No one wants to eagerly head to the beach just to find out it’s closed, but with summer storms affecting Lake Michigan’s water quality that could be common. Beaches close unexpectedly because of polluted waters. Polluted waters are very serious, they can contain disease-causing pathogens such as E.Coli bacteria.
Deputy Director of Communications Tara Wolf from the Indiana Department of Environmental Management explains what E.Coli is.
“Escherichia coli (E. coli) is a naturally occurring bacteria that lives in the digestive tracts of humans and animals. The presence of E.Coli in the beach water along Lake Michigan’s shoreline is a strong indication that the water may have recently been contaminated by sewage or animal fecal waste that may contain many types of harmful disease-causing organisms.
Swimming in and swallowing beach water contaminated with high levels of E.Coli can make you sick with abdominal cramps, nausea, vomiting, fever, headache and muscle aches.Tara wolf tells us how to avoid polluted Indiana beaches.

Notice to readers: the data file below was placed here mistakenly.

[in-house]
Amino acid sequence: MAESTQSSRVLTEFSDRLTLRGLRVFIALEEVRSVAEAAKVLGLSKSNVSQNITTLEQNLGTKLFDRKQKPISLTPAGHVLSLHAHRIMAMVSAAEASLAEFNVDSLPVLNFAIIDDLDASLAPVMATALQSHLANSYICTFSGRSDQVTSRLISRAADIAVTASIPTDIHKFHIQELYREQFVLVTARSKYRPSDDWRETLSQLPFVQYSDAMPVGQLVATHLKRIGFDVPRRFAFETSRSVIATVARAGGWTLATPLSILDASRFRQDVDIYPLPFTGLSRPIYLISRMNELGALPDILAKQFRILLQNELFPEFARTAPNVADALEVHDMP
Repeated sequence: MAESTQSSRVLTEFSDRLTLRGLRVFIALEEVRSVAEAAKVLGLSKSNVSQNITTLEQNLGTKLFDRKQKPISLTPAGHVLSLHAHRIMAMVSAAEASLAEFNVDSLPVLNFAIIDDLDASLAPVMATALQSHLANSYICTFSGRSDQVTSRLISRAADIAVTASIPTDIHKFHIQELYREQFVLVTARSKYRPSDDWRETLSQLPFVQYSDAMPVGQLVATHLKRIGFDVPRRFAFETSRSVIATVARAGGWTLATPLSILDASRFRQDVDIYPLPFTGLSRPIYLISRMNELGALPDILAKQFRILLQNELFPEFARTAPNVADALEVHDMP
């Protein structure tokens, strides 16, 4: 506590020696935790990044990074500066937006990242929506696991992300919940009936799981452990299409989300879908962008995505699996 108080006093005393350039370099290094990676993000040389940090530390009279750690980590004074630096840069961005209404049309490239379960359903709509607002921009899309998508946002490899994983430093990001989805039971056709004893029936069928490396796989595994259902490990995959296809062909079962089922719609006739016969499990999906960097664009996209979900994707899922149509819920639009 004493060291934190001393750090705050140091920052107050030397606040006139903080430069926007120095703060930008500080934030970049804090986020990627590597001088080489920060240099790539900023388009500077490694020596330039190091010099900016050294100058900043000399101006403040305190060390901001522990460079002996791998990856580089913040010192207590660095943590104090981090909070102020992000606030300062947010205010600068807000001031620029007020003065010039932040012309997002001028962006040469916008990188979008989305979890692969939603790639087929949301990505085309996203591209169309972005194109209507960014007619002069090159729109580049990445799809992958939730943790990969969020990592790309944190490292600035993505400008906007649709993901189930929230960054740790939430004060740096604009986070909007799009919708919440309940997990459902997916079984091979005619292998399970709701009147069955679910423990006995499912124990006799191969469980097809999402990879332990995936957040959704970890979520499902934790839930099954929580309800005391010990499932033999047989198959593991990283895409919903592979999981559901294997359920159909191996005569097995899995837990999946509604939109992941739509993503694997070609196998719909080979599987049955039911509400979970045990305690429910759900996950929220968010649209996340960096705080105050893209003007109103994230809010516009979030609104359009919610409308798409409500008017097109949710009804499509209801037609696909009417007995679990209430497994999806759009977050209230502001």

“The best way to plan a trip to the beach is to go online at www.idem.IN.gov/beaches and check out BeachGuard for the latest water quality status of the beaches before leaving home.
Indiana Dunes Ranger Bruce Rowe talks about how the weather can affect E.Coli levels.
“When you have certain times in the summer when it’s rainier that’s when you’ll have higher E.Coli counts. So really if we had a large rain today I wouldn’t recommend coming to the beach tomorrow unless you check with the park.”
An easy way to check your local beach E.Coli levels is with the Beach alert App designed by the Indiana Department of environmental management. The app keeps people updated on the water quality of beaches in your area. For more information on how to stay informed on your local beach and learn how you can help keep Lake Michigan clean visit www.idem.IN.gov/beaches.